Wednesday, January 28, 2015

The Return of World War Wednesdays!

World War Wednesdays: Canada's Participation in the 1936 Berlin Olympic Games
The Canadian ski team offers the Olympic salute
     World War Wednesdays has returned! For the new segment of posts, I wanted to take a look at Canada and the Second World War from a chronological perspective through the exploration of different themes. This week, we'll start in 1936 at the summer Olympics hosted in Berlin, Germany-- commonly referred to as the 'Nazi Olympics'.
     Before we focus on Canada's participation in the games, we'll first discuss the nature of the event itself. It's important to note that Berlin had been decided as the host city two years before the Nazis came into power, but the Olympics ended up being the perfect platform for Hitler to show the world just how powerful Germany was. Forty-nine countries and their associated media would be represented at the Olympics, which provided a perfect scenario for the German Propaganda Minister Joseph Goebbels to showcase his country with an impressive technological system for coverage.
Statues created by Karl Albicker depicting the Aryan 'Master Race' Supermen of Germany
 The German athletes themselves trained full-time, which challenged the concept of an amateur competition. The vast Olympic stadium which held 100,000 spectators was completed on time for the event, as were the 150 other buildings. The anti-Semitic posters which had plastered Germany just before the games quickly disappeared in order to ensure that the games were a success and that no upsets were caused. On August 1st, 1936, the opening ceremonies were held, as seen below (Canada enters around 1:30):
     As the announcer mentions, the Olympic salute appears very similar to the Nazi salute. This fact did not go unnoticed by the participating countries, as can be seen by the entrances of Great Britain and the United States. Canada, however, decided to continue with the gesture, which created some controversy. It can be seen in the footage the way the crowd reacted to seeing Canada do this: the people erupt in cheers. The seemingly innocent gesture was perceived exactly the way it appears to us today- as a sign of Nazi sympathy- and the German onlookers misunderstand it to be just that. It is a haunting and eerie moment captured on film which is a symbol of things to come regarding the Canadian attitude towards Germany, which will be explored in subsequent posts.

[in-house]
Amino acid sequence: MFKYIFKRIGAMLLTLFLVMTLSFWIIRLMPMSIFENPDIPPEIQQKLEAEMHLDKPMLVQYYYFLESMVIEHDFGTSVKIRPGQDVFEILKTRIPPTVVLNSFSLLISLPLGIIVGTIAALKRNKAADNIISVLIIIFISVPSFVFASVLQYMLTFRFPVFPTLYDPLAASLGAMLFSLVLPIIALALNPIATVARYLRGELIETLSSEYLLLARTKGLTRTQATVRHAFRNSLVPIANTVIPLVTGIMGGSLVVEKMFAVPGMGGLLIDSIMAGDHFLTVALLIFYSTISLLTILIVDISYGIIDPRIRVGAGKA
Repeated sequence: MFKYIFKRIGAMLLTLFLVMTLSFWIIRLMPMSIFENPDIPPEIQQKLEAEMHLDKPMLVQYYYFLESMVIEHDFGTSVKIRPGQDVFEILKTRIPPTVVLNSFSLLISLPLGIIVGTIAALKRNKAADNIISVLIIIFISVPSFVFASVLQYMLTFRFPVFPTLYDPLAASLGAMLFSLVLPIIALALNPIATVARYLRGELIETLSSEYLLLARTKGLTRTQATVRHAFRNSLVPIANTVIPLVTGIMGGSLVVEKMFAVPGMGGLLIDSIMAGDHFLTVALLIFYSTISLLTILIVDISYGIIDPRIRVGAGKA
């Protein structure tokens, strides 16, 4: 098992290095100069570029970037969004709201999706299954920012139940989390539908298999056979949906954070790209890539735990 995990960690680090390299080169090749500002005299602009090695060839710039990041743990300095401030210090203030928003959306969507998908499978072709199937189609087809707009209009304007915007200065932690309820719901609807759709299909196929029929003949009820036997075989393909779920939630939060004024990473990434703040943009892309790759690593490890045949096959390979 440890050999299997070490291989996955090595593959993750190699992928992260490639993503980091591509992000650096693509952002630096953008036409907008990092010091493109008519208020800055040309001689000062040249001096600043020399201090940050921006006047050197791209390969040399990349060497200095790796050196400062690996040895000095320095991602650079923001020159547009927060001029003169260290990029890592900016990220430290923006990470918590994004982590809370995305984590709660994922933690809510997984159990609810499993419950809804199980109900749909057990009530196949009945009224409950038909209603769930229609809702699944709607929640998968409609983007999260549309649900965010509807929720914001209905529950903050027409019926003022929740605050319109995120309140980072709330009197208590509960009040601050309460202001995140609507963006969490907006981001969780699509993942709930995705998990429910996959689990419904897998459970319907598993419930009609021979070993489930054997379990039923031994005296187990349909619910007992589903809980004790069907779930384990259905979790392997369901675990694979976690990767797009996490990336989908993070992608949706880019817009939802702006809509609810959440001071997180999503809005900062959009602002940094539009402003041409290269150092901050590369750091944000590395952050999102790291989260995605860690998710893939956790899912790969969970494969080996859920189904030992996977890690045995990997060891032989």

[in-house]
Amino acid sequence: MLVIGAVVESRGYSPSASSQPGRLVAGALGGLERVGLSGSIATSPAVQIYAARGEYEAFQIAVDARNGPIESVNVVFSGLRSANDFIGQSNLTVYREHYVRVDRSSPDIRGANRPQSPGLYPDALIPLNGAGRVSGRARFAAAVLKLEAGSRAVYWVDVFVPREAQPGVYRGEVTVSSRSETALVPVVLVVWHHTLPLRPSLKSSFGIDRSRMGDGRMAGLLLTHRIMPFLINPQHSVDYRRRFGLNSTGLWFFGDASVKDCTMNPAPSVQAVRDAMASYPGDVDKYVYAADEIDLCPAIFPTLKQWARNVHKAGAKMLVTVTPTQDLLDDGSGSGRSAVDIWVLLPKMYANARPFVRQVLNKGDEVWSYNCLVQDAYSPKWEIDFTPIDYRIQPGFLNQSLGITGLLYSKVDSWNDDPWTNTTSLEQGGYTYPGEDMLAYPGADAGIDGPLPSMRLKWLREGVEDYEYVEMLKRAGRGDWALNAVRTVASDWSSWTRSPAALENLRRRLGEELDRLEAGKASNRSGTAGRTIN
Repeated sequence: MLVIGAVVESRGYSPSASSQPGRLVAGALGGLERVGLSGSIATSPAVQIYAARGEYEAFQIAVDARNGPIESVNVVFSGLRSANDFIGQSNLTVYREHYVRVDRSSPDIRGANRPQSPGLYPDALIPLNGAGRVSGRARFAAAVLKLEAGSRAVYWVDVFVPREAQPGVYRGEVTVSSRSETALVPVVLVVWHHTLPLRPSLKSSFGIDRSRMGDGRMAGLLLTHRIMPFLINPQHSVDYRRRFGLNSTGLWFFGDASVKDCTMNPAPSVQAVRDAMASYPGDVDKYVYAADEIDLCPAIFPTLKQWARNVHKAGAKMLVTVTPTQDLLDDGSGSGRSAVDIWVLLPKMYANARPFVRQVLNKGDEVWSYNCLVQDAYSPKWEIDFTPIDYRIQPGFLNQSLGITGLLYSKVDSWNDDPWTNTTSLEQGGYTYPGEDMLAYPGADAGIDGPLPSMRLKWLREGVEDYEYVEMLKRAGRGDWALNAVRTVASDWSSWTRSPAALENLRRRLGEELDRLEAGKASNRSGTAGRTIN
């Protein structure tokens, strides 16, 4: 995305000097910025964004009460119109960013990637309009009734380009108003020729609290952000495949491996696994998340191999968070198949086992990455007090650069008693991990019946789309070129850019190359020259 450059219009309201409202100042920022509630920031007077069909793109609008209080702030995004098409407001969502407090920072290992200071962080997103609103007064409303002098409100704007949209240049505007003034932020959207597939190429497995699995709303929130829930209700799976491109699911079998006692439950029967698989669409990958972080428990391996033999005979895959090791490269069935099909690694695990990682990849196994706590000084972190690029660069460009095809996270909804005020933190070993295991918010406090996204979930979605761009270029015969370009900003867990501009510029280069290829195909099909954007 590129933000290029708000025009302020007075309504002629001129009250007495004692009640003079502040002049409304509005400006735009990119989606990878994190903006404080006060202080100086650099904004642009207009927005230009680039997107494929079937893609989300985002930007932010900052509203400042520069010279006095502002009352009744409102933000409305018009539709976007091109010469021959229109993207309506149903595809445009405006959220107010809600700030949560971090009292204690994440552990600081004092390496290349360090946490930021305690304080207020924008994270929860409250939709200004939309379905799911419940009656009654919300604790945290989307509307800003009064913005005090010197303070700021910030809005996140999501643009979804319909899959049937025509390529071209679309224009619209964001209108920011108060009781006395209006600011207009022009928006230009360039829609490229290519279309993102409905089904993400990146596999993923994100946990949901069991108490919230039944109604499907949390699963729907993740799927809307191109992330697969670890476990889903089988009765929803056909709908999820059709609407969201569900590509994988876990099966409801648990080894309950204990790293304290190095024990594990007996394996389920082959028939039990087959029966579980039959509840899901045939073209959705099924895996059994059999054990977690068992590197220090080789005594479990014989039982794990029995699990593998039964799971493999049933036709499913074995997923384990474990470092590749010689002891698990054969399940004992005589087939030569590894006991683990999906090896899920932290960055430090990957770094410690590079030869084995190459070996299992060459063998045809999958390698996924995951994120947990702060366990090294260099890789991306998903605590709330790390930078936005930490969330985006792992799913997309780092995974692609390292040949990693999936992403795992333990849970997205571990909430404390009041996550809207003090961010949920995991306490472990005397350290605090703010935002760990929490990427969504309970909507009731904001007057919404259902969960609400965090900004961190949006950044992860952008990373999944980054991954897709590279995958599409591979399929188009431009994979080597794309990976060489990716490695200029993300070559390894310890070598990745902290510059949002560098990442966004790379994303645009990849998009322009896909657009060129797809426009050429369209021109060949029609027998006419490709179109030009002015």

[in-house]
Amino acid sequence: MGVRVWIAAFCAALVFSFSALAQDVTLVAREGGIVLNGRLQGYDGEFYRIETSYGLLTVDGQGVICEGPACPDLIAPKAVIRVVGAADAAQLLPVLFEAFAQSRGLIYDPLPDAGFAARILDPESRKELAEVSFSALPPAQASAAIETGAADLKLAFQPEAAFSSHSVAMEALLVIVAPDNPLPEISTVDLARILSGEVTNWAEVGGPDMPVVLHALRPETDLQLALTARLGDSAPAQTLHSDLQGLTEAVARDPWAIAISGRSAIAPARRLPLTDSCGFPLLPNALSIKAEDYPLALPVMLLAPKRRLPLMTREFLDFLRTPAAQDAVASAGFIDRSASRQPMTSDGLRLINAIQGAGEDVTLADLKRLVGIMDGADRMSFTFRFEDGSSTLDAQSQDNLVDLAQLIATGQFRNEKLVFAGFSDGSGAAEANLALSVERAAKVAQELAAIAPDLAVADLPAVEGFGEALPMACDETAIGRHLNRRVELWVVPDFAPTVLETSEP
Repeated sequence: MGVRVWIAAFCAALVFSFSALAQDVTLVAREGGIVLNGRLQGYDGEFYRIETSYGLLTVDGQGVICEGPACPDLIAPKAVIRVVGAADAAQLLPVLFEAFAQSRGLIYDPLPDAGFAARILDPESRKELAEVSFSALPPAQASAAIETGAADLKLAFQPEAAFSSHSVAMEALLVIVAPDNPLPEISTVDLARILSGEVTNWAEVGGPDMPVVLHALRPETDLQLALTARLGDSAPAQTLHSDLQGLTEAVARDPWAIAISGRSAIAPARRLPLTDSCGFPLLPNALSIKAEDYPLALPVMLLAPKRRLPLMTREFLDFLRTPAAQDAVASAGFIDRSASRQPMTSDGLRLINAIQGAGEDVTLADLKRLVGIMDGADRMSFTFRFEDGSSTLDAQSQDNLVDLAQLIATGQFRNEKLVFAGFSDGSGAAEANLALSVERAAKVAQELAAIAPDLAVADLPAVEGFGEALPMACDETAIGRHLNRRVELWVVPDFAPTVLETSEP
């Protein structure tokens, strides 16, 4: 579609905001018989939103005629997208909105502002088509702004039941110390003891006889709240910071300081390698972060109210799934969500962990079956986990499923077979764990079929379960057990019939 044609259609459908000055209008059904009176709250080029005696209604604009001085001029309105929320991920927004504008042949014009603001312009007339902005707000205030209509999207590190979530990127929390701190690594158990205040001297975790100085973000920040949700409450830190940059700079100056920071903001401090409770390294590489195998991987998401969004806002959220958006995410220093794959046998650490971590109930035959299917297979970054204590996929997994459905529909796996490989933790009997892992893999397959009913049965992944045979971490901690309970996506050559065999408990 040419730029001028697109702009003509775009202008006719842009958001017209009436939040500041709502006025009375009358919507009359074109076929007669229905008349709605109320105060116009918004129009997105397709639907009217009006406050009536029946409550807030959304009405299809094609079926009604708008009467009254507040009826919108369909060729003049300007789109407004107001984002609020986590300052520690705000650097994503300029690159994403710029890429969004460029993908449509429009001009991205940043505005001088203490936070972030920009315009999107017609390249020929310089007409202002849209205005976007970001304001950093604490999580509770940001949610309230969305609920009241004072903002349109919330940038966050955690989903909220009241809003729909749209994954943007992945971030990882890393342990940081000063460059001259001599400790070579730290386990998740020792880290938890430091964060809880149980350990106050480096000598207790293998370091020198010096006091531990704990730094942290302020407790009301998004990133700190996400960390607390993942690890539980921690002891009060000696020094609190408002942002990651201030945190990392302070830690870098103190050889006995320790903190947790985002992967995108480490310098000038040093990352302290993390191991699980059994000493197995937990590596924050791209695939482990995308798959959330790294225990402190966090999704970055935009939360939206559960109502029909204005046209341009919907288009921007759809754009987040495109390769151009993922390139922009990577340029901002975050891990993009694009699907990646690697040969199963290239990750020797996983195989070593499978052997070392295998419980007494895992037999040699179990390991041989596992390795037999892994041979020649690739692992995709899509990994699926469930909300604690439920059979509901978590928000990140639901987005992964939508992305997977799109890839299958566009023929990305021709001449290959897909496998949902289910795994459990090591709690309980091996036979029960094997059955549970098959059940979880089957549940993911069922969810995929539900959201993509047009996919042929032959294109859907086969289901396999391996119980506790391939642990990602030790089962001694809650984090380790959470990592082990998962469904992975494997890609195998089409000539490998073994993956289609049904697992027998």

When the Nazis proclaimed the Nuremberg Laws in 1935 which stripped German Jews of their citizenship, there became a great deal of uncertainty as to whether or not countries who did not support the laws should boycott participation in the Olympics. When Great Britain decided against boycotting, Canada did the same. Ultimately, not one country boycotted the games, and the participation of 49 countries was the largest in Olympic history.
     It is fascinating to think about the Canadian athletes who travelled to Berlin that summer, saw Hitler in the stadium, and performed in front of thousands of Nazis and Nazi sympathizers. An interesting story is that of Irving "Toots" Meretsky, the only Jewish member of Canada's basketball team at a time when Canada was a leader in the game. A native of Windsor, Ontario, he visited a small Jewish community in Berlin while he was there, commenting that "it was obvious that they were all scared." But unlike some of his fellow Jewish athletes, he had decided to compete in the games as a sign that nothing was going to keep him from the Olympics. His bravery is just one of many examples of defiance displayed in the face of Germany during this remarkable event.
Irving "Toots" Meretsky, 1936
     If you are interested in seeing some more footage of the games, the Nazis ensured that much of it was captured on film through a state-of-the-art system of wired stadiums. Leni Riefenstahl, a favored film director, was given the contract to document the games in a way that glorified Germany and its athletes. The two-part documentary pioneered the way that sporting events are filmed to this day, and can be found on Youtube with English subtitles. Hearing O Canada played while Hitler is in view is an incredibly haunting thing to witness, and this film effectively captures the immense juxtaposition and tension that was the 1936 Berlin Summer Olympics.
As part of the return of World War Wednesdays, I would like to do a Q&A post for anything that readers would like to know! Ask me anything via a comment on this post, on the Backus-Page House Facebook page, or via my personal Facebook Delany Leitch. I'd love to hear what you'd like to see in these posts or to clear up any questions!
   As always thanks for reading,

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